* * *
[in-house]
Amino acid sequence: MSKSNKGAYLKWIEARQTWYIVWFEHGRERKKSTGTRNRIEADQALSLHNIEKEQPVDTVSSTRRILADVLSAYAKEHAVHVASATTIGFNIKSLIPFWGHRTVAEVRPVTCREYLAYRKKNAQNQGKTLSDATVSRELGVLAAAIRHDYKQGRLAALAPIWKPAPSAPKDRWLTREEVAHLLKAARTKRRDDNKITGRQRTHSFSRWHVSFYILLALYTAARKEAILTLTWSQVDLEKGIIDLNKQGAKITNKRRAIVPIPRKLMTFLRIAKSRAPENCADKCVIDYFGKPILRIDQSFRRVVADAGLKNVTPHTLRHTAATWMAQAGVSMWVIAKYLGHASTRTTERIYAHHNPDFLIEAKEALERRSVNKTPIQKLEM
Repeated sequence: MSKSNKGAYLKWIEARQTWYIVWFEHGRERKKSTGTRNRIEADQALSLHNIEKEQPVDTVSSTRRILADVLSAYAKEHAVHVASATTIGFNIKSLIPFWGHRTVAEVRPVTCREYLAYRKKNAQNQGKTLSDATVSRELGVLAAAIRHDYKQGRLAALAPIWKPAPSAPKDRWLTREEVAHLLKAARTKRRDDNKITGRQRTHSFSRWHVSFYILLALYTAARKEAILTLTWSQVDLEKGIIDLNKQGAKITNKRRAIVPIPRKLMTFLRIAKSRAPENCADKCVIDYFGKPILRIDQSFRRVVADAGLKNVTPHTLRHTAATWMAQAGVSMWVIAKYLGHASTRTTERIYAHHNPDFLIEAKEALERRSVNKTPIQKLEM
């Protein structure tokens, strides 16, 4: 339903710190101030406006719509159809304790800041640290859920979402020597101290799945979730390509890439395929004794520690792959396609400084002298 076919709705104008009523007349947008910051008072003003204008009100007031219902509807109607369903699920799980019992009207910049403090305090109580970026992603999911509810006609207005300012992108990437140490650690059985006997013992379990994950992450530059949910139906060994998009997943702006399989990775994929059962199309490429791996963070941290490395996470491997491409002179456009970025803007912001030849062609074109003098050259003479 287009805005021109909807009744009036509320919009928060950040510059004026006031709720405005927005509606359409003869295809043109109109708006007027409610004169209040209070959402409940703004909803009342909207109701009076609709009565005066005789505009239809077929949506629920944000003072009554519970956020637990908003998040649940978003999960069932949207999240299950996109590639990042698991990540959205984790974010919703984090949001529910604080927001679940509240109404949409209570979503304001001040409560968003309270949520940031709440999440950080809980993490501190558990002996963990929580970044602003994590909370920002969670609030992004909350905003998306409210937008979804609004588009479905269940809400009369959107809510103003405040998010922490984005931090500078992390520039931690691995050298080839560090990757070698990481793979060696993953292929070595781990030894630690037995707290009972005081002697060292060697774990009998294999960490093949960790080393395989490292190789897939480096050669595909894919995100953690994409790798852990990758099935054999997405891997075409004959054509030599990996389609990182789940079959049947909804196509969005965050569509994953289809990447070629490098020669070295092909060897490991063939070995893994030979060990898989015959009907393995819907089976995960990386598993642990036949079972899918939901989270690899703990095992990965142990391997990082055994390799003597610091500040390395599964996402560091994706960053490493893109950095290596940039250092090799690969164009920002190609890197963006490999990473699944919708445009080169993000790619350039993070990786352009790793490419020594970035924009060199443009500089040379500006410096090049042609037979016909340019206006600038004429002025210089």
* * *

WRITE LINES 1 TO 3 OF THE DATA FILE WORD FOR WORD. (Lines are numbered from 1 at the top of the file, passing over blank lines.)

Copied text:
[in-house]
Amino acid sequence: MSKSNKGAYLKWIEARQTWYIVWFEHGRERKKSTGTRNRIEADQALSLHNIEKEQPVDTVSSTRRILADVLSAYAKEHAVHVASATTIGFNIKSLIPFWGHRTVAEVRPVTCREYLAYRKKNAQNQGKTLSDATVSRELGVLAAAIRHDYKQGRLAALAPIWKPAPSAPKDRWLTREEVAHLLKAARTKRRDDNKITGRQRTHSFSRWHVSFYILLALYTAARKEAILTLTWSQVDLEKGIIDLNKQGAKITNKRRAIVPIPRKLMTFLRIAKSRAPENCADKCVIDYFGKPILRIDQSFRRVVADAGLKNVTPHTLRHTAATWMAQAGVSMWVIAKYLGHASTRTTERIYAHHNPDFLIEAKEALERRSVNKTPIQKLEM
Repeated sequence: MSKSNKGAYLKWIEARQTWYIVWFEHGRERKKSTGTRNRIEADQALSLHNIEKEQPVDTVSSTRRILADVLSAYAKEHAVHVASATTIGFNIKSLIPFWGHRTVAEVRPVTCREYLAYRKKNAQNQGKTLSDATVSRELGVLAAAIRHDYKQGRLAALAPIWKPAPSAPKDRWLTREEVAHLLKAARTKRRDDNKITGRQRTHSFSRWHVSFYILLALYTAARKEAILTLTWSQVDLEKGIIDLNKQGAKITNKRRAIVPIPRKLMTFLRIAKSRAPENCADKCVIDYFGKPILRIDQSFRRVVADAGLKNVTPHTLRHTAATWMAQAGVSMWVIAKYLGHASTRTTERIYAHHNPDFLIEAKEALERRSVNKTPIQKLEM